Regulators Weigh-in on Travel Insurance Transparency

If applying for travel insurance sometimes leaves you confused and has you reaching for a medical dictionary, you’re not alone.  Providers of insurance policies, at the urging of provincial and federal regulators, are working to make their products more user-friendly.

Just last week, the Canadian Council of Insurance regulators released its latest in a series of study papers outlining what needs to be done to ensure fair treatment of travel insurance consumers when purchasing protection for out-of-country and interprovincial travel.

The release noted that travel insurers have been cooperating with the council to educate consumers about the limitations and exclusions, as well as the benefits, of their products. But it noted that they would be monitoring their progress in making the purchase of travel insurance fairer and more transparent for the customer.

That’s a positive move because travel insurance is an important purchase, and it should not be handled casually or left to the last minute when there is little time to examine policy documents or to ask questions of a professional who specializes in sales of travel insurance. This is especially important now that so many sales are facilitated via social media or over the internet.

 

What have the regulators identified as key issues for travel insurers to improve on?

  • Describe policy features more clearly in plain language; limit the number of plan options; target plans to the needs of specific consumers.
  • Standardize and clearly define key terms and expressions (such as “pre-existing condition”, “emergency,” and “treatment”); allow consumers to better understand the extent of coverage offered, and the exclusions, restrictions and limitations of medical questionnaires and disclosure documents.
  • Assist consumers who have questions about products for which they are applying, perhaps by setting up call centres or help lines. Help them better understand and deal with policy eligibility requirements when applying.
  • Simplify and shorten disclosure documents, and medical questionnaires so customers better understand the limitations of products they are considering and can more effectively compare products in respect to their individual needs. Perhaps also provide a one-page summary of important information.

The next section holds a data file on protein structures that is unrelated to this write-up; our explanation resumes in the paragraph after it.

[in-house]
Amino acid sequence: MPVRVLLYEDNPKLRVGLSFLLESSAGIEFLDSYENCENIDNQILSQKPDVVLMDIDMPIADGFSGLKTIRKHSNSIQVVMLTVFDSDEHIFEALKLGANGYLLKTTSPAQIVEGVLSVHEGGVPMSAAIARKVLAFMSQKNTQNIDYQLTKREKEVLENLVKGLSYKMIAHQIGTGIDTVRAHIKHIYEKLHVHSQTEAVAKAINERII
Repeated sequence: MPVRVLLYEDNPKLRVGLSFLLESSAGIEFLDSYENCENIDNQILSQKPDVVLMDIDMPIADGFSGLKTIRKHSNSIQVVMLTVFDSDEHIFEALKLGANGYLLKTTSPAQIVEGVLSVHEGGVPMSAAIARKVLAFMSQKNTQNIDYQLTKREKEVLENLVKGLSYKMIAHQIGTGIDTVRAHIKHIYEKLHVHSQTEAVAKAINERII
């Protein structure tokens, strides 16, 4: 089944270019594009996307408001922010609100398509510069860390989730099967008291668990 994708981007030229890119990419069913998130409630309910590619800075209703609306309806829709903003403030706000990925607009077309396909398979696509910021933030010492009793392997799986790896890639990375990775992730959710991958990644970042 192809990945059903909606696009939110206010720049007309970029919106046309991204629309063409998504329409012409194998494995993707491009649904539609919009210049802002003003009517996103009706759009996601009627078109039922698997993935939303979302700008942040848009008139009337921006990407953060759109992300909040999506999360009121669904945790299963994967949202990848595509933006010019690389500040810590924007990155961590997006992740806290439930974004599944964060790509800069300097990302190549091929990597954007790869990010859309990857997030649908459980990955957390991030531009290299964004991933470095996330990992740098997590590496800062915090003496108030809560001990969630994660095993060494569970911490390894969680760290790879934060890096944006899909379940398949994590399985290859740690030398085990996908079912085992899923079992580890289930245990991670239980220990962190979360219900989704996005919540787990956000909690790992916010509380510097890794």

• Allow purchasers to examine disclosure documents, policies, questionnaires etc. prior to purchase and without an obligation to close a transaction.
  • Require insurers to be ultimately responsible for ensuring that anyone selling their products has sufficient knowledge and expertise about the policies’ benefits, exclusions, restrictions and limitations.
  • Make sure that insurers have systems in place to assist customers not only through the purchase of their products but throughout the product life-cycle—servicing the policy, dealing with assistance need in case of emergency, assistance with claims handling and resolving disputes in case of claim denials. Ensure that persons with rejected claims are treated fairly.
  • Clearly disclose the importance of the application process, and the potential consequences of the consumer providing inaccurate information in good faith or not.

We may also emphasize that not all of the responsibility for making a sound purchase of travel coverage lies with the insurer. This is an important purchase. It involves not only the premium to be paid, but the financial consequences of making a bad purchase and encountering a justifiably-denied claim. As much as travel insurers may simplify, clarify and provide good options for safe travel, it’s still the purchaser who makes the final decision to buy and has the final responsibility to understand what he or she is buying.

Ingle International takes great pride in making travel insurance information and plans accessible to consumers since 1946. We are thrilled that regulators are catching up on the need for transparency in the industry.

Are you prepared to make a sound insurance purchase? Contact one of our representatives now.

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